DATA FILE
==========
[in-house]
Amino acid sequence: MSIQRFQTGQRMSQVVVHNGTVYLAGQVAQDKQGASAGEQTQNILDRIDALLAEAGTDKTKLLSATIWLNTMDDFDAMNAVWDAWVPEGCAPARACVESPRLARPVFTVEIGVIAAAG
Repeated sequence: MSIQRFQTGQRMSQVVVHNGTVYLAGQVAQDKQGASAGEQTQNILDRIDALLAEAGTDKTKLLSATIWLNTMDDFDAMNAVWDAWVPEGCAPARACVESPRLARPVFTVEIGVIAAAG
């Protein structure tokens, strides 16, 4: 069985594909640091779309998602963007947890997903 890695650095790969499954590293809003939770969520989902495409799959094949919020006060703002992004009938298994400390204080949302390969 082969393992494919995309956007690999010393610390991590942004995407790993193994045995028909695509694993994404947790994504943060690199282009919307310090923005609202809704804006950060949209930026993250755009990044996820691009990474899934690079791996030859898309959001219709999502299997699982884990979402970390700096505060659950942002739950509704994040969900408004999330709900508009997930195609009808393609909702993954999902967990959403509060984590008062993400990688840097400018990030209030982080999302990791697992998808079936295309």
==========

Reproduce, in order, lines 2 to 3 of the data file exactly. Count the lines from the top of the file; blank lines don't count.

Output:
Amino acid sequence: MSIQRFQTGQRMSQVVVHNGTVYLAGQVAQDKQGASAGEQTQNILDRIDALLAEAGTDKTKLLSATIWLNTMDDFDAMNAVWDAWVPEGCAPARACVESPRLARPVFTVEIGVIAAAG
Repeated sequence: MSIQRFQTGQRMSQVVVHNGTVYLAGQVAQDKQGASAGEQTQNILDRIDALLAEAGTDKTKLLSATIWLNTMDDFDAMNAVWDAWVPEGCAPARACVESPRLARPVFTVEIGVIAAAG